My biggest fear was not that I was going to find out my AMH levels were below normal, but that if they were, I was not going to know how to recalibrate my “pregnancy timeline” (waiting at least another year before trying) to account for this new information. Because while the test can illuminate the fact that levels of certain hormones are low for your age (age is still a huge predictor of fertility) that information does not mean you will not get pregnant the first month you try.
Fortunately, I did not have to wait more than five days before getting an email saying my results were in. According to their website, “Every Modern Fertility test is ordered by a doctor. A physician will also review your results before they are returned … and your sample will be processed in a CLIA and CAP-accredited lab.”
Because I was on hormonal birth control, the only thing I had data on was my AMH, which came back “normal,” which essentially means that I probably have an average amount of eggs for age 31. Interestingly, some studies show that birth control suppresses AMH (other studies do not support this) but if I want to see a totally clear picture of my AMH, I may consider re-testing once I go off birth control.
The test also told me that my AMH level “suggests I may have average menopause timing” which is apparently around age 51. The results were a relief, but also anti-climactic in a way I had not anticipated. They confirmed what I already suspected to be true, that I will probably have an “average” time getting pregnant, which could also prove to be entirely false depending on the other 50 percent of the equation. (Hi, Mike!)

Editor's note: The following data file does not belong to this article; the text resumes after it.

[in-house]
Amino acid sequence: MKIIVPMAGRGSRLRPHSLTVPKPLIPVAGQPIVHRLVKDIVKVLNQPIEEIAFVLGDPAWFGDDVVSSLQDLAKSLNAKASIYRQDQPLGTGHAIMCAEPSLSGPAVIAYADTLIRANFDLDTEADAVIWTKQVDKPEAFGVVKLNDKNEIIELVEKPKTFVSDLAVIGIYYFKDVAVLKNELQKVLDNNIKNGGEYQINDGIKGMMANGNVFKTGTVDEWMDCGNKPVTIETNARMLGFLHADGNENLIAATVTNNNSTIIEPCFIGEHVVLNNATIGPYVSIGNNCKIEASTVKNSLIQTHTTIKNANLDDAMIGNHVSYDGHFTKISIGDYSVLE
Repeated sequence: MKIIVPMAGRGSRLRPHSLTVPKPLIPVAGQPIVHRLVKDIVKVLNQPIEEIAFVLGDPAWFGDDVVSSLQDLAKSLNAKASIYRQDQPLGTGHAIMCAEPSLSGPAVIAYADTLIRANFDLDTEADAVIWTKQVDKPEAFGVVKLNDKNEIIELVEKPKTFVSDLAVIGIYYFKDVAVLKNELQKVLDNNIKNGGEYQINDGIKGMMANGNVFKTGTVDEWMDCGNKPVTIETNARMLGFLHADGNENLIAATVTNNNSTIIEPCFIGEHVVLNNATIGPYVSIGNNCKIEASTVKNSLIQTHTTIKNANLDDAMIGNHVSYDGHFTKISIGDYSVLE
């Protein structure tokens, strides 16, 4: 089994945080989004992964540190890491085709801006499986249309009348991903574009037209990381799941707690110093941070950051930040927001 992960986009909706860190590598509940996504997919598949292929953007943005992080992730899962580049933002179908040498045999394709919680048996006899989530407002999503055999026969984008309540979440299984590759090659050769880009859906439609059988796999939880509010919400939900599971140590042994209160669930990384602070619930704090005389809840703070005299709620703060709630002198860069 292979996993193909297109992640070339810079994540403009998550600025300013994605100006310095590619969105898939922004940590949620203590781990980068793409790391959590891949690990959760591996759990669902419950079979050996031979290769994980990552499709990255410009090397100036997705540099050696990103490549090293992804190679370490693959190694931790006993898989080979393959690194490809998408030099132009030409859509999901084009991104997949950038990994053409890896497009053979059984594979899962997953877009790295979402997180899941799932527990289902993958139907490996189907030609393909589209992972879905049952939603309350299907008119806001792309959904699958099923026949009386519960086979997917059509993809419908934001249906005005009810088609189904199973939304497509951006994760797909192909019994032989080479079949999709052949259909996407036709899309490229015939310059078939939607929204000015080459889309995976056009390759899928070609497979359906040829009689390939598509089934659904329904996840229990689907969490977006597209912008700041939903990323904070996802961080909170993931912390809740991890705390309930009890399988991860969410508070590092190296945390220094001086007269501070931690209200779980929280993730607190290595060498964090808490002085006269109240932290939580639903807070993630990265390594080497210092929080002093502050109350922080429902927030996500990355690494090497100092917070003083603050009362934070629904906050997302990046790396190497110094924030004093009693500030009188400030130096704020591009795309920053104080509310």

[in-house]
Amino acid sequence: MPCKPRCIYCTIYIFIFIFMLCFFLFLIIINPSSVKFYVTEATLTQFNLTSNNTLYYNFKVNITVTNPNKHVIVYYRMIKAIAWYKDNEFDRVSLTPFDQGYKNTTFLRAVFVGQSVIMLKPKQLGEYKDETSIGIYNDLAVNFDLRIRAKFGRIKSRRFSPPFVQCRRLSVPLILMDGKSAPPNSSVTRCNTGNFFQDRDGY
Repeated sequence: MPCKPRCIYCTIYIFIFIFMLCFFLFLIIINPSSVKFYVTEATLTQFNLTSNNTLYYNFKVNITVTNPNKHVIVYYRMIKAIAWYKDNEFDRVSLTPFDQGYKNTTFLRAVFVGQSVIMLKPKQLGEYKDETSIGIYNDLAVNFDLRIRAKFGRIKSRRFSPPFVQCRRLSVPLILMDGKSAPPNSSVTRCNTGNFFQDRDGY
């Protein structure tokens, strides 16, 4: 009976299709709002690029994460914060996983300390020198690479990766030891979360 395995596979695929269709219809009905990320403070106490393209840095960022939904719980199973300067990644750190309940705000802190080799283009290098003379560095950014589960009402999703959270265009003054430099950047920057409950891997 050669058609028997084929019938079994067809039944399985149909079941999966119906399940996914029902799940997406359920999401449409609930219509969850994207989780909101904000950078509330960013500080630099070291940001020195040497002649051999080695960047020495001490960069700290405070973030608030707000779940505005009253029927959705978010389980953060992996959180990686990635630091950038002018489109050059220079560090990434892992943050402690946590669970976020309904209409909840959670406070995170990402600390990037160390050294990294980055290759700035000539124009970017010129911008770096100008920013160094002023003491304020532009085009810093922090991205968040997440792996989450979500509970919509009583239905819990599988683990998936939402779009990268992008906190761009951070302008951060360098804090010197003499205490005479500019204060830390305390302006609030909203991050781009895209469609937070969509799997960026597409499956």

I can see Modern Fertility being especially helpful if infertility runs in your family, or if you are considering egg freezing or IVF, both of which the MF blog does an awesome job of breaking down in an understandable way.
Two things about the results process did stand out to me, however. The first was that I was invited to the Modern Fertility Slack channel (how 2020, am I right?), and I felt like I was initiated into a club of really kind, smart people all of whom are also trying to navigate the muddy waters of fertility. There are Modern Fertility employees present to answer any questions and help guide the convo, and then there are a ton of regular people like me. With respect for the sensitive subject matter and the privacy of the other people, I will not go into detail, but I will say that beyond just fertility, this channel feels like a space to discuss many topics pertaining to pregnancy, parenting and general adulthood, and in my opinion, access to this community alone makes buying the test worthwhile.
The second thing that struck me was that I was invited to join a webinar (egginar as they call it) which helped me make sense of my results. The webinar was led by a fertility nurse, and she went into a lot of detail about each aspect of the results, and also stressed the importance of sharing your results with your doctor.
As she said, the Modern Fertility test is the beginning of a much longer, more involved conversation with your partner, your doctor and the MF team, which is readily available to answer questions.
Would I do the Modern Fertility test again? Yes, in fact I plan to in a year or so, when I am off birth control. If nothing else, I will get to chat with my new friends on the Slack channel.